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Health Encylopedia

 
Abortion
 
SubjectContents
Definition An abortion is a procedure, either surgical or medical, to end a pregnancy by removing the fetus and placenta from the uterus.
Alternative Names Induced abortion; Suction curettage; Surgical abortion; Medical abortion
Description A surgical abortion that is performed between 6 and 12 weeks into a pregnancy may be done while the woman is awake. She is given the option of being sedated by medications, or having her cervix numbed (local anesthesia) with an injection so that she is basically pain-free. A surgical abortion for a pregnancy over 12 weeks is usually done while the woman is sedated, although it can also be performed while the woman is awake. The cervical canal is enlarged (dilated) and a hollow tube is inserted into the uterus. A vacuum (suction) machine is used to remove the tissues (fetus and placenta) from the uterus. Medicines such as oxytocin are sometimes given to cause the uterine muscles to contract and reduce bleeding . A medical abortion for a pregnancy less than 7 weeks from the first day of the last menstrual period can be safely performed using a combination of medications. The current regimen approved by the FDA includes administration of one dose of Mifepristone (RU486), an antiprogestin, followed by one dose of Misoprostol, a prostaglandin analogue two days later. These medications may be given in the doctor's office, after a thorough history and physical is performed.
Indications
  • Woman's choice to end a
  • pregnancy (elective termination)
  • Woman's health is endangered by pregnancy (therapeutic abortion)
  • An abnormality in the developing fetus (birth defect, genetic abnormality)
  • Risks Risks for any anesthesia are:
  • Reactions to medications
  • Problems breathing
  • Risks for any surgery are:
  • Bleeding
  • Infection
  • Additional risks of surgical abortion include:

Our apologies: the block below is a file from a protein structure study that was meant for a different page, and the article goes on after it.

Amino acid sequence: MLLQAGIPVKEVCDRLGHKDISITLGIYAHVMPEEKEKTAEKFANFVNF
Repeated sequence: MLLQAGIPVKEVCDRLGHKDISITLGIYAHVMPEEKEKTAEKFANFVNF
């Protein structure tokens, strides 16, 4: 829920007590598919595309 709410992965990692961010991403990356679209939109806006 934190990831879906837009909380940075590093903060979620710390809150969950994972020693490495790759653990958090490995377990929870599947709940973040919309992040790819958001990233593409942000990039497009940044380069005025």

• Excessive bleeding
  • Infection of the uterus
  • Infection of the fallopian tubes (which can cause scarring and interfere with fertility (
  • infertility )
  • Puncture (perforation) of the uterus, or damage to the cervix (rare)
  • Emotional or psychological distress
  • Risks of medical abortion include:
  • Prolonged bleeding
  • Incomplete abortion necessitating a surgical abortion
  • Nausea
  • Vomiting
  • Diarrhea
  • Pain
  • The decision to have an abortion is an intensely personal one. Most health care providers recommend competent counseling before making this decision.
    Expectations after surgery Most women who undergo surgical abortions done in appropriate medical facilities recover without any physical complications. Any significant emotional and psychological issues should be considered and addressed before and after a chosen abortion.
    Convalescence Physical recovery usually occurs within a few days, depending on the stage of the pregnancy . A small amount of vaginal bleeding and mild uterine cramping should be expected for a few days. A hot bath or use of a heating pad or hot water bottle on the abdomen may help relieve discomfort. Strenuous activity should be avoided for a few days following an abortion. Tampons may be used after 3 days. Sexual intercourse should be avoided for 2 to 3 weeks. A normal menstrual period should occur 4 to 6 weeks after the operation.